How to Avoid Answering Expected Salary (Updated 2018) / by Lewis Lin

Simply write "confidential" in the field.  Expect your recruiter or HR contact to react when you do this.  They don't like it when candidates don't follow instructions, especially when it's a required field or when a candidate does something out of the norm.

If you do buckle under the recruiter's pressure, you divulge your biggest piece of negotiation leverage.  There's no reason for your prospective employer to beat your current salary by anything more than a slight margin.  This is called revealing your best alternative to a negotiated agreement (BATNA).

When asked why you won't reveal your current salary, simply tell your contact that you pledged your current employer that you wouldn't reveal confidential business information (via a signed NDA).  If they whine and say every other candidate hasn't had a problem with this, simply restate your position.  Take the high ground.  You might even been respected for your integrity.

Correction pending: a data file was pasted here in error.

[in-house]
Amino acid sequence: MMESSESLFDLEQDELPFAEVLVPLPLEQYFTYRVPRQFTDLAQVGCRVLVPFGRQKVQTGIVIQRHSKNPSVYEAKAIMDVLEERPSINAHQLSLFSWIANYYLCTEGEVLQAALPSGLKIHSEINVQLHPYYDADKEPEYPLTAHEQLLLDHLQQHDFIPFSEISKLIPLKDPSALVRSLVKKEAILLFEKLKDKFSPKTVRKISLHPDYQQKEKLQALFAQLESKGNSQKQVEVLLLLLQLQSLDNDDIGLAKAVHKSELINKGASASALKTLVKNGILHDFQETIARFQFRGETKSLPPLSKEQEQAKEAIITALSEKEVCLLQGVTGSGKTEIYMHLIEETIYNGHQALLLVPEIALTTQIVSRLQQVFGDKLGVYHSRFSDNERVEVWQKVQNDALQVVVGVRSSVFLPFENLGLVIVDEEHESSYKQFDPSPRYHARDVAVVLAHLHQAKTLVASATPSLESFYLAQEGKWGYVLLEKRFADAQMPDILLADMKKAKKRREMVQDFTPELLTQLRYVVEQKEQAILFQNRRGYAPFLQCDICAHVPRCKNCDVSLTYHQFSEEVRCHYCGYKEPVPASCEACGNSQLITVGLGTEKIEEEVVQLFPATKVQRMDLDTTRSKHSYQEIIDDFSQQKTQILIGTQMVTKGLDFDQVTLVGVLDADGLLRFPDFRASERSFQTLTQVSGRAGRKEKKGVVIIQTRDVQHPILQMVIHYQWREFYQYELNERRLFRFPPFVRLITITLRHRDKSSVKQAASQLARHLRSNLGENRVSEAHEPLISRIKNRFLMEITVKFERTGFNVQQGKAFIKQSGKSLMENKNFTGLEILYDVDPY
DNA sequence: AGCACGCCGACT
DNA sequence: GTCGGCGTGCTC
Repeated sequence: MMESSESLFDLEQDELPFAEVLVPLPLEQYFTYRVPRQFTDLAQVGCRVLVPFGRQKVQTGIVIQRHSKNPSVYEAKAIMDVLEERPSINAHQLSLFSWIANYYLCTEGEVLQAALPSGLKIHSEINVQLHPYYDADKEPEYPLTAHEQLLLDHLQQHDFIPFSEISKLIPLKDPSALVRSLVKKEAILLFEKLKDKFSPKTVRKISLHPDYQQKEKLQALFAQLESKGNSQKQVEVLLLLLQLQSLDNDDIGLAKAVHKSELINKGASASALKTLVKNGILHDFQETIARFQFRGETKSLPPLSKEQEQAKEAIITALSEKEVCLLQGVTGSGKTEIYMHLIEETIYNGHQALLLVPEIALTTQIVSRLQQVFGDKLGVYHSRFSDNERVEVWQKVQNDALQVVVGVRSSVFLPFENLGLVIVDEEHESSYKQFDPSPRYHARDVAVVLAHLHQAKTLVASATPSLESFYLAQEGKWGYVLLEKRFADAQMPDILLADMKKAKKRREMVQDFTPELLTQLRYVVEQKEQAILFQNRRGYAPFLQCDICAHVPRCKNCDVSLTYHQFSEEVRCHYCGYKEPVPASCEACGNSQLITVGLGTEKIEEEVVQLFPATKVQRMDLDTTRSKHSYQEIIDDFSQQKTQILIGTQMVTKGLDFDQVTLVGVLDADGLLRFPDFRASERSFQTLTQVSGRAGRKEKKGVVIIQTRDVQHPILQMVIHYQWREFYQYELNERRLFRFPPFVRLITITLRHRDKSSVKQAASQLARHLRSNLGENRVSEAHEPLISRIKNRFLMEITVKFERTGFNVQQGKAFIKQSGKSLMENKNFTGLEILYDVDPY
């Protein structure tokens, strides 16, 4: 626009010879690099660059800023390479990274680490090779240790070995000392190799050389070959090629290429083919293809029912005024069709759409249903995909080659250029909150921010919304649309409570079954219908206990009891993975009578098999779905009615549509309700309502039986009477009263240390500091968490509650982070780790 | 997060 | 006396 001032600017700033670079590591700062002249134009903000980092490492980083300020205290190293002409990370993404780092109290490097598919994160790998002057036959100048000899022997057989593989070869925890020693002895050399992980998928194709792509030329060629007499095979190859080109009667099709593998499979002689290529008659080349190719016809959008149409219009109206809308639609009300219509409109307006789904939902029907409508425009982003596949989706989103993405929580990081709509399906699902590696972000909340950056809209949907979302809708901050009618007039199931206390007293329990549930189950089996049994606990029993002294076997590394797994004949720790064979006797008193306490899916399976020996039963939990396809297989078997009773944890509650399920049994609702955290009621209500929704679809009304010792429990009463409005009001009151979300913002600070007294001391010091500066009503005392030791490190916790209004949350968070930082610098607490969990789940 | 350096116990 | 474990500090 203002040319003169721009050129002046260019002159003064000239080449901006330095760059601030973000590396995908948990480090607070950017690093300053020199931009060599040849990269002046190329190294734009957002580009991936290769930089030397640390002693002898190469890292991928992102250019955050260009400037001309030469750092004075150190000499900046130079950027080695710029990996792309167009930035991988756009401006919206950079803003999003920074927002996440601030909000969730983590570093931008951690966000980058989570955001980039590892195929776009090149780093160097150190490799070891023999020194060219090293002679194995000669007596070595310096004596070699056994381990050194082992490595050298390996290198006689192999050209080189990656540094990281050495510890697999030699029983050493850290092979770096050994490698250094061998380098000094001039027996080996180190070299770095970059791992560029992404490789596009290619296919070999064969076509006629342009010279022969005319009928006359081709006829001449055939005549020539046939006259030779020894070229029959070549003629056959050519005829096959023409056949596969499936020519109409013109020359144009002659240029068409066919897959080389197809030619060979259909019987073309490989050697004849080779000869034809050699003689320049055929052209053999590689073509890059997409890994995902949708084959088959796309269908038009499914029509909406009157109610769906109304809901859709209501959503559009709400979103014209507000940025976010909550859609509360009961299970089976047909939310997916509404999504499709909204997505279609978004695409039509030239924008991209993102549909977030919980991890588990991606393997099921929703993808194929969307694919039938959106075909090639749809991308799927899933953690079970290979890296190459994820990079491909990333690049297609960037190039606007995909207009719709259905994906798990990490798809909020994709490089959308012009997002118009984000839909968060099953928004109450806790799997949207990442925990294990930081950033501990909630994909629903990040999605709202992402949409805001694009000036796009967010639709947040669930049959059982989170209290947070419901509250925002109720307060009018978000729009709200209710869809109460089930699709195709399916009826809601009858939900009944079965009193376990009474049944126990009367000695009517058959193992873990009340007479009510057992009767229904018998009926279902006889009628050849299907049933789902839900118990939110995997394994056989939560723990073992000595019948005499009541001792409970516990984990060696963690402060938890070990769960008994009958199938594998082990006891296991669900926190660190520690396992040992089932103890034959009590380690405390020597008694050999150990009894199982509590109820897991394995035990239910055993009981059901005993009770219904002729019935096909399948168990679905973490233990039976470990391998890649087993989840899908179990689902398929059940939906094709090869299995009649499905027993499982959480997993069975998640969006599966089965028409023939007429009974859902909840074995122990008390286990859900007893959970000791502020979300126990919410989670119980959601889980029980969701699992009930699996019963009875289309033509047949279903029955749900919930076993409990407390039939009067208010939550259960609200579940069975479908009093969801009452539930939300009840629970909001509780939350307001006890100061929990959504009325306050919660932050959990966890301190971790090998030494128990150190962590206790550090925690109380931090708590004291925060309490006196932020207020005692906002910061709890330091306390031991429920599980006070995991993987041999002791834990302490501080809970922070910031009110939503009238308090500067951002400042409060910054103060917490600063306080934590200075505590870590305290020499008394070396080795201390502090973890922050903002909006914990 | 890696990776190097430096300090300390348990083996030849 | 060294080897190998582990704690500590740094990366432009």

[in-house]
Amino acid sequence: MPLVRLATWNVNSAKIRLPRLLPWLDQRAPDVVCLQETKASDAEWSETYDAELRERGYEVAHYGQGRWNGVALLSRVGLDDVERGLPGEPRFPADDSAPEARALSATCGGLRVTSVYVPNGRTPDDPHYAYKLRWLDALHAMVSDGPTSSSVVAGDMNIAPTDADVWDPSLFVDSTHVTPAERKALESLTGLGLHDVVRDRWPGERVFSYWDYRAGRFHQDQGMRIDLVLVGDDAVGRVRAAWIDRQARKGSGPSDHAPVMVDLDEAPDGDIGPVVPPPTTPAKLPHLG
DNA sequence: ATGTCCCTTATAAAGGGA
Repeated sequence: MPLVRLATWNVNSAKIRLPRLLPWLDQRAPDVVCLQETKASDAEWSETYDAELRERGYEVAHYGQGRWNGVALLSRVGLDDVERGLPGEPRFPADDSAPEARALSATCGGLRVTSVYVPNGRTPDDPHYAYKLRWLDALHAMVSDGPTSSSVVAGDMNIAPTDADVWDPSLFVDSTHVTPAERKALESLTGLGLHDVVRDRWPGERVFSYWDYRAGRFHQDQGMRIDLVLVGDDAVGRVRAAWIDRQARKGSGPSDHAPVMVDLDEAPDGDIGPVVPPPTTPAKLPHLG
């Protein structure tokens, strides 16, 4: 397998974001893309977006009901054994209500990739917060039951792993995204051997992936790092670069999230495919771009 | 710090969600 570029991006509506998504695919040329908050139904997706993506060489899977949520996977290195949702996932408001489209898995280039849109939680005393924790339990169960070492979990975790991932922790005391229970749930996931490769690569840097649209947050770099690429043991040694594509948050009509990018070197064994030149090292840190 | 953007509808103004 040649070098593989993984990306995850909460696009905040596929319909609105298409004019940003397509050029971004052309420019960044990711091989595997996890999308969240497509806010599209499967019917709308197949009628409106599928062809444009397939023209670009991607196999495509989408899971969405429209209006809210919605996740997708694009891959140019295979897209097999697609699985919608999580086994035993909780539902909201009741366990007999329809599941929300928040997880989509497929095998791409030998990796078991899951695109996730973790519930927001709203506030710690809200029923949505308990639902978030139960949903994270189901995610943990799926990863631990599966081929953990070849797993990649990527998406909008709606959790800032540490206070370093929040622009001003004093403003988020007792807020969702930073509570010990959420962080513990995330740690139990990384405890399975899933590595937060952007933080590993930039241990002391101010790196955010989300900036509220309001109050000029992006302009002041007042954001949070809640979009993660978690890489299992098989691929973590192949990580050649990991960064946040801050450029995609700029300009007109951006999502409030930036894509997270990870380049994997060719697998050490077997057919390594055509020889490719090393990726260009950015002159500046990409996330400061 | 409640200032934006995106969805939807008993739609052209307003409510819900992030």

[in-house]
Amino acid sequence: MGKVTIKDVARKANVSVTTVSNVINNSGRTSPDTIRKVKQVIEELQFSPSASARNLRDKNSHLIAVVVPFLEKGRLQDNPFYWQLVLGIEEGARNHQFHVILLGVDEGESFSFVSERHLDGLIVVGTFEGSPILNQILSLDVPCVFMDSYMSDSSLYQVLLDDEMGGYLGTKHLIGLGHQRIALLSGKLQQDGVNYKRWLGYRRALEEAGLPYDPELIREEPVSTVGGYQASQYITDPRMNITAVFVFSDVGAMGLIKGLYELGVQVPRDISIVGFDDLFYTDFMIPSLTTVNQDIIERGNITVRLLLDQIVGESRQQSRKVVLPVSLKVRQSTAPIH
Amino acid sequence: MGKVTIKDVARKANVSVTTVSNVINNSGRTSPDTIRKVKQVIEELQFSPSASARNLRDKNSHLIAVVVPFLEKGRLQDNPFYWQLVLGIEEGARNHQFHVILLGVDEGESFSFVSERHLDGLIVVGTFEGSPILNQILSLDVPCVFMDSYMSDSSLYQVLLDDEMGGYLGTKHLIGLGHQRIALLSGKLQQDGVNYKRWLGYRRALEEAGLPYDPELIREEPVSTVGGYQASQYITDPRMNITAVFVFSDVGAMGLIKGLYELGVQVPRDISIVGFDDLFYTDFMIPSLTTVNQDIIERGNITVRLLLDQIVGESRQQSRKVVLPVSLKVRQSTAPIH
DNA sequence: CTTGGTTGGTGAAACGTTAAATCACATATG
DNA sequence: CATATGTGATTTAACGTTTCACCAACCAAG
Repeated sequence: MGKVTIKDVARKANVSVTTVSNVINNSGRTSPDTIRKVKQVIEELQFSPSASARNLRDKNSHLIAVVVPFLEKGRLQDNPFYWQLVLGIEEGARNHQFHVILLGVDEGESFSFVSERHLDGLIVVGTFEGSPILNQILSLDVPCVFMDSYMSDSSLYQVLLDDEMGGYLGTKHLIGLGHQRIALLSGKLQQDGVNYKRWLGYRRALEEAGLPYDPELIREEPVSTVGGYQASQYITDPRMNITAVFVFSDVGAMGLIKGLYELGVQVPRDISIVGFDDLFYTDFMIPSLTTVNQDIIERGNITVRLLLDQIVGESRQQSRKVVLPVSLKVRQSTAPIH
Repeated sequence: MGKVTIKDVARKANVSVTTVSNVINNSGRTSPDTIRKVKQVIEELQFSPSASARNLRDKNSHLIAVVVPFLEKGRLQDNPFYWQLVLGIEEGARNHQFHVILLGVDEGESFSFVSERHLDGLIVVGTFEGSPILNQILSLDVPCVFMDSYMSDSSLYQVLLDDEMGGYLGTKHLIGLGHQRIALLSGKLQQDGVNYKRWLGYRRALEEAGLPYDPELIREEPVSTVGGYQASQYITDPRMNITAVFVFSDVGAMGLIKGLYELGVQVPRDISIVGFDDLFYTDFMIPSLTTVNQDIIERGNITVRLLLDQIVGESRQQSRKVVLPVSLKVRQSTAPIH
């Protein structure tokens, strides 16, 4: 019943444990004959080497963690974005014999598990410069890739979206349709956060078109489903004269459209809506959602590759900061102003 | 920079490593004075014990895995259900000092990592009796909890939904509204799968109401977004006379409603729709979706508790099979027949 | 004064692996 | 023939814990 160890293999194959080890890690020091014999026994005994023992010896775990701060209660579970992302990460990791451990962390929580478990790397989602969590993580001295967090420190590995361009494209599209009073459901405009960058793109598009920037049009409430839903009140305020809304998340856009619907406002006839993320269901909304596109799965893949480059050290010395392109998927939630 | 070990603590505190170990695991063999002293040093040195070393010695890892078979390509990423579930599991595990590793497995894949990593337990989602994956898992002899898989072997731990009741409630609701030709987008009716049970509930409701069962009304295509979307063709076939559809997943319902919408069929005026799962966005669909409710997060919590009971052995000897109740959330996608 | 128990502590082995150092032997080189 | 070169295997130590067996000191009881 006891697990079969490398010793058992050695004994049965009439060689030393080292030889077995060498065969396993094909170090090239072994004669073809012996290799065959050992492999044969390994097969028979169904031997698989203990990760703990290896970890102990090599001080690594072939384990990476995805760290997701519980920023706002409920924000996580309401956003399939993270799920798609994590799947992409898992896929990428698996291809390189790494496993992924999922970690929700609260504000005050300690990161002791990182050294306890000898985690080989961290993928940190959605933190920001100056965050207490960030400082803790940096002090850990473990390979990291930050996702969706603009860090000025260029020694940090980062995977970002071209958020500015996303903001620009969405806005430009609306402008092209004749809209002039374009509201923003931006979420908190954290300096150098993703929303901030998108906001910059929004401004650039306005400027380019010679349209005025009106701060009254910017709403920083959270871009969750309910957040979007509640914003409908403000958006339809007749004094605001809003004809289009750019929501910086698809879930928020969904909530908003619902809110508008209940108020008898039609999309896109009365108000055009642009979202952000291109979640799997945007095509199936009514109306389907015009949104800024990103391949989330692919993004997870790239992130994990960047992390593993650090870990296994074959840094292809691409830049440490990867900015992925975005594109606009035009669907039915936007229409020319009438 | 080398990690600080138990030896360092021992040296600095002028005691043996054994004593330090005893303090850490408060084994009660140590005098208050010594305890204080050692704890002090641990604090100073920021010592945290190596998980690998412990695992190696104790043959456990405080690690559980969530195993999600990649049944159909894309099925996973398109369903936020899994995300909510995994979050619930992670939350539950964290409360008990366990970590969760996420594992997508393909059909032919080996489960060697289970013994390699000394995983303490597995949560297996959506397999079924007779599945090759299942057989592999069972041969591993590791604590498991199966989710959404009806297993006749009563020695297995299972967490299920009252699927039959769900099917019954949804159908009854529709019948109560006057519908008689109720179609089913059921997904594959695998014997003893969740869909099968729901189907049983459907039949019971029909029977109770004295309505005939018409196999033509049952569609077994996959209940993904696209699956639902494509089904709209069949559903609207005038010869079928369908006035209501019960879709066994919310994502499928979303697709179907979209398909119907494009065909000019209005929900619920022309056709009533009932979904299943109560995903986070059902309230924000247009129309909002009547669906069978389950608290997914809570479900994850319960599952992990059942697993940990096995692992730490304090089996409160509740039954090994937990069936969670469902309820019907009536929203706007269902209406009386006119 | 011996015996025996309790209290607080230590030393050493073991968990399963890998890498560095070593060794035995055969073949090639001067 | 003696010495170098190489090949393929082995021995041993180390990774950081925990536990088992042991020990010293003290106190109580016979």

Do keep in mind that you do need to divulge how much do you expect to get in compensation.  This is a different question from "how much do you currently make?" Recruiter doesn't want to waste time with a candidate they can't close, especially if their salary expectations are out of range.  So a possible line could be, "Due to confidentiality reasons, I can't divulge my current salary, but I can tell you that I expect a base salary of $50,000 for this role.  It's in line with market rates for a professional with my skills and experience."  Most recruiters would appreciate and accept this information, in lieu of your current salary.

If it helps you sleep better at night, just know that the "What's your current salary?" question is completely unfair to the candidate.  To be fair, candidates deserve answers to this question, "What's the highest possible you're willing to pay for this position?"  But don't bother asking them.  The company won't tell you (but a executive recruiter might).